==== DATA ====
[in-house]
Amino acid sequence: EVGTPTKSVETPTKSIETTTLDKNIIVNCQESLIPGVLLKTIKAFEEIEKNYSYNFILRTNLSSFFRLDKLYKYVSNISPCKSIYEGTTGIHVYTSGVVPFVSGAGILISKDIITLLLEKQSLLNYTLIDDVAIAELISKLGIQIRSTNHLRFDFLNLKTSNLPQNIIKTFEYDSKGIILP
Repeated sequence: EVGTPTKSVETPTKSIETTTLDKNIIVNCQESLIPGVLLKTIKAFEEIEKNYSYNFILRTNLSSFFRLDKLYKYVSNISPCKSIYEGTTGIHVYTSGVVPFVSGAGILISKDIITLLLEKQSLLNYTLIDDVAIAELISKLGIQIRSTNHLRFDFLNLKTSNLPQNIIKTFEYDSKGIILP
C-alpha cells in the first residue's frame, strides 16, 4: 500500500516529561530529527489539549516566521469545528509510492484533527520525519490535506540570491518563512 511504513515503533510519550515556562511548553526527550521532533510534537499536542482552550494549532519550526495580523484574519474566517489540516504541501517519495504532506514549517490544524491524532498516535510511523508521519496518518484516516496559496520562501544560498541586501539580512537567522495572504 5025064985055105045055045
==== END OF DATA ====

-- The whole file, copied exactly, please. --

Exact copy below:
[in-house]
Amino acid sequence: EVGTPTKSVETPTKSIETTTLDKNIIVNCQESLIPGVLLKTIKAFEEIEKNYSYNFILRTNLSSFFRLDKLYKYVSNISPCKSIYEGTTGIHVYTSGVVPFVSGAGILISKDIITLLLEKQSLLNYTLIDDVAIAELISKLGIQIRSTNHLRFDFLNLKTSNLPQNIIKTFEYDSKGIILP
Repeated sequence: EVGTPTKSVETPTKSIETTTLDKNIIVNCQESLIPGVLLKTIKAFEEIEKNYSYNFILRTNLSSFFRLDKLYKYVSNISPCKSIYEGTTGIHVYTSGVVPFVSGAGILISKDIITLLLEKQSLLNYTLIDDVAIAELISKLGIQIRSTNHLRFDFLNLKTSNLPQNIIKTFEYDSKGIILP
C-alpha cells in the first residue's frame, strides 16, 4: 500500500516529561530529527489539549516566521469545528509510492484533527520525519490535506540570491518563512 511504513515503533510519550515556562511548553526527550521532533510534537499536542482552550494549532519550526495580523484574519474566517489540516504541501517519495504532506514549517490544524491524532498516535510511523508521519496518518484516516496559496520562501544560498541586501539580512537567522495572504 5025064985055105045055045